The Wieliczka Salt Mine is 64 meters below the surface so the lower you descend, the cooler it gets. Even on a hot day, bringing a light jacket or sweater is advisable. The temperature in the mine is always 52.2-60.8 degrees Fahrenheit (14-16 celsius).
Be Prepared to Walk
The tour starts out with you descending down 380 steps into the mine. During the tour you will walk around 3km, and there are more stairs to walk down (and up) during your tour, about 800 steps total. It’s a good way to get in your steps for the day!
.Give Yourself At Least 45 Minutes to Exit
At the end of the tour, your guide leaves you to wander around in several areas of the mine. When you’re ready to head back to the surface, a guide must take you. You will stand in line for an available tour guide and depending on how many people are waiting, this could take time. Then it’s a 15-20 minute walk to the elevator. When you exit the elevator on the surface, you’re on a completely different side of town. From here, it’s another 10 minute walk back to the entrance. If you have to catch a bus or train at a specific time, plan to give yourself enough time to exit. We were surprised at how long it took.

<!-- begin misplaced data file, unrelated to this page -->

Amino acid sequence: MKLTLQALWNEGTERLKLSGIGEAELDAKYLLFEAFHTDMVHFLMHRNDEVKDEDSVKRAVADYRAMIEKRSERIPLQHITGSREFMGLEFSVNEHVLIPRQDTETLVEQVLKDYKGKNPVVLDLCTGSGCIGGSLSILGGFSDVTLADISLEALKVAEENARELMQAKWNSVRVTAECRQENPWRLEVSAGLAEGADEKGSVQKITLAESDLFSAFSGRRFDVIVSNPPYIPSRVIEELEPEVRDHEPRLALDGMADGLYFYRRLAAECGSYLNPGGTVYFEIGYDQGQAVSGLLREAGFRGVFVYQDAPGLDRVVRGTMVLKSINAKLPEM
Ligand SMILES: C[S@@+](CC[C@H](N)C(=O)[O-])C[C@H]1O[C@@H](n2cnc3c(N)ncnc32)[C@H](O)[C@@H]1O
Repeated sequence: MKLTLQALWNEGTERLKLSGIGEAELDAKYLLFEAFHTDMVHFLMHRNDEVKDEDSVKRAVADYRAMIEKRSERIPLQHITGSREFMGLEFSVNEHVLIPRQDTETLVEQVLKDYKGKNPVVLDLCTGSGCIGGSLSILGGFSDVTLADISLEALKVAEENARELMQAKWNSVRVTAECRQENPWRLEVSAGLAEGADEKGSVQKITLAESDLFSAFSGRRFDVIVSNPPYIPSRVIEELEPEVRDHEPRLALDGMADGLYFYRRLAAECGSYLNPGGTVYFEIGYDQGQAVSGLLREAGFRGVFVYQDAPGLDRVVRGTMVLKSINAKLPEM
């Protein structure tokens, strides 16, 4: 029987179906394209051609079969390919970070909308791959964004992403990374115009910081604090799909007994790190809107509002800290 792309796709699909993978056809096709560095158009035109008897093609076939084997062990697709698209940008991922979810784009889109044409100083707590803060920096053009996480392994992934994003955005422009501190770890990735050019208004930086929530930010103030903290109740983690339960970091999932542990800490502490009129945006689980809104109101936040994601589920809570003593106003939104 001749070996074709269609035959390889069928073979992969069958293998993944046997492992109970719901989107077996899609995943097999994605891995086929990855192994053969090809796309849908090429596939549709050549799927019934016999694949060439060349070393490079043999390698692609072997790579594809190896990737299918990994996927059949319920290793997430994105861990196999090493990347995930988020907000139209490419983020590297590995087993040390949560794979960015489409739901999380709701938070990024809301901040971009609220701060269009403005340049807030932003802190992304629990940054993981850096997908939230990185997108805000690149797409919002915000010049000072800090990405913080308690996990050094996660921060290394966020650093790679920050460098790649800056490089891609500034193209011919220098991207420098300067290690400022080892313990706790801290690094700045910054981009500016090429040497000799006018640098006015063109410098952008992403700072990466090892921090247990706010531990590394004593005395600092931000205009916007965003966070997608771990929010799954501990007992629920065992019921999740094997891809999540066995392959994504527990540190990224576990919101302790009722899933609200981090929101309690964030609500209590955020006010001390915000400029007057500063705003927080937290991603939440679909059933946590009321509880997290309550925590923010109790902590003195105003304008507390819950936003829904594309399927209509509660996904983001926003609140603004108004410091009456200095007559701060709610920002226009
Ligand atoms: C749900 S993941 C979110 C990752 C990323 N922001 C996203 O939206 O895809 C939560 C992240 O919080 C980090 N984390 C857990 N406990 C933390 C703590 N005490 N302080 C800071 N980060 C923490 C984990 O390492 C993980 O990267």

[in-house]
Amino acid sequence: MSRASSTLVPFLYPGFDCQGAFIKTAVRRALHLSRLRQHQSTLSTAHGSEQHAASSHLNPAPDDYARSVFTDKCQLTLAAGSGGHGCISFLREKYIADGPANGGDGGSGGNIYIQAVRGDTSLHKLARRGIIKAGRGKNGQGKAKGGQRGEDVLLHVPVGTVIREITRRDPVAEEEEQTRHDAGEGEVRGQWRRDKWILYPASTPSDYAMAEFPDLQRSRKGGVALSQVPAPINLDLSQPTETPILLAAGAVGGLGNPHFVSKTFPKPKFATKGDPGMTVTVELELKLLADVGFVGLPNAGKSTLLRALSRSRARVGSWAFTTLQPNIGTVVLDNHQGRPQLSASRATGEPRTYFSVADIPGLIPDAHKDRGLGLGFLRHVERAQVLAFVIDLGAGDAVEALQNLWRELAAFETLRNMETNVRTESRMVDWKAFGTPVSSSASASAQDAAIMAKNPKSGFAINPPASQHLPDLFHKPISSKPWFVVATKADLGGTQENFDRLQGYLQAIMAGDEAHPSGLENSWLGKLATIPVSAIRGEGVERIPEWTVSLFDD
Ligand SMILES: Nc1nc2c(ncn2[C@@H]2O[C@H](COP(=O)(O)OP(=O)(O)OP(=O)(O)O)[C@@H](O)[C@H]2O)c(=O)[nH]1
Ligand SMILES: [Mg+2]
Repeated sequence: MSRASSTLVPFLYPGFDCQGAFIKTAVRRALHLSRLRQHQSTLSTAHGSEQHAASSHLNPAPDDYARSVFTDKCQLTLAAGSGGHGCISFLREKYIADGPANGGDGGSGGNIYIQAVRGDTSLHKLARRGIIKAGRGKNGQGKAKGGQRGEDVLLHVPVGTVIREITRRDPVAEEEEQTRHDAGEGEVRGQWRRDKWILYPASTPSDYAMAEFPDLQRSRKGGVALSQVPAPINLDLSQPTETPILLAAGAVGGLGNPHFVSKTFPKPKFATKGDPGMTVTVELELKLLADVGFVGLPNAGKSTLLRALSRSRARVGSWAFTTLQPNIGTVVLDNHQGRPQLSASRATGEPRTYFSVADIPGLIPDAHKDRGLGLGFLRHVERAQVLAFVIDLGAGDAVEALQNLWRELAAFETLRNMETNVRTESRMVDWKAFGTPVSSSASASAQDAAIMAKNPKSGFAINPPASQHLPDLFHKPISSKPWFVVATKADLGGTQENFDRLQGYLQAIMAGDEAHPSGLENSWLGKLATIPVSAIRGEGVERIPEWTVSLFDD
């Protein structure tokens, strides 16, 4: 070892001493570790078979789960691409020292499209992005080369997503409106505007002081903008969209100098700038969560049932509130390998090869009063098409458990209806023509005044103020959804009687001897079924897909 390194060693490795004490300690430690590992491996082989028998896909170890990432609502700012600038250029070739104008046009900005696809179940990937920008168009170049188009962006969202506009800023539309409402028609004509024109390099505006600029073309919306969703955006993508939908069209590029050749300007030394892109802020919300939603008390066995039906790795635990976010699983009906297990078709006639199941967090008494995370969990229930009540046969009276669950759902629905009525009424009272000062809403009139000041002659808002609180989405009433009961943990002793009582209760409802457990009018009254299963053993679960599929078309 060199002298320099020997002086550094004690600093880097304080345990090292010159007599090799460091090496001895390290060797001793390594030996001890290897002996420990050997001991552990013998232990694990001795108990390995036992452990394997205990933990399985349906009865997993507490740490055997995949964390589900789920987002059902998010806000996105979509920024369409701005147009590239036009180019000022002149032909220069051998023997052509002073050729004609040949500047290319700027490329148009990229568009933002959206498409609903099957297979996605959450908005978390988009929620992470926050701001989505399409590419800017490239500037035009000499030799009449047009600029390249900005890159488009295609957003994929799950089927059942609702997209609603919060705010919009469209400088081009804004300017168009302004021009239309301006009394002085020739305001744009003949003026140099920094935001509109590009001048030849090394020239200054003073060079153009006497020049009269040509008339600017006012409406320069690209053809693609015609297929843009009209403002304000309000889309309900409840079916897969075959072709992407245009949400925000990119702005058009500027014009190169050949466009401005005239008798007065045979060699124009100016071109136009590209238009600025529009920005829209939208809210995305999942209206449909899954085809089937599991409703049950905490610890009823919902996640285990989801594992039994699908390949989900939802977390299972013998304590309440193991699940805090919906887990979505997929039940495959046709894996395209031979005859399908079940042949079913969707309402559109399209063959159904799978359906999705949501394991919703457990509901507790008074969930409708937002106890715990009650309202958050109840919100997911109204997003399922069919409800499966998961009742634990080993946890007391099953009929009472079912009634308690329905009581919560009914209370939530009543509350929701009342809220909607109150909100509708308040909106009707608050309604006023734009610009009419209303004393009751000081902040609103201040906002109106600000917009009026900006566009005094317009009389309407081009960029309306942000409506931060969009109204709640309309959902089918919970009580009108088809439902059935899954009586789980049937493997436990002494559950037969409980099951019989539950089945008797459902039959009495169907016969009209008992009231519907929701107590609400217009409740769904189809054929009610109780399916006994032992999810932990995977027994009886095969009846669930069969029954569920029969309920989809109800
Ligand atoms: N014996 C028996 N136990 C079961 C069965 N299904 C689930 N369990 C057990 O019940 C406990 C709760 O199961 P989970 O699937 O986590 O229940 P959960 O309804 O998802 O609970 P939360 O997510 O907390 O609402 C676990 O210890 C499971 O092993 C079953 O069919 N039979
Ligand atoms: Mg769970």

According to their website, The Wieliczka Salt Mine has a unique micro-climate. The air is free of pollution and allergens, rich in micronutrients, with constant temperature, high humidity, and free from harmful radiation. In short, the air quality in the mine is fantastic. They even have an underground health resort which I wish I would have known about prior to visiting. They utilize subterrano therapy which is good for rehabilitation of the respiratory system. Spending time in the spa is said to greatly improve asthma, respiratory infections and allergies.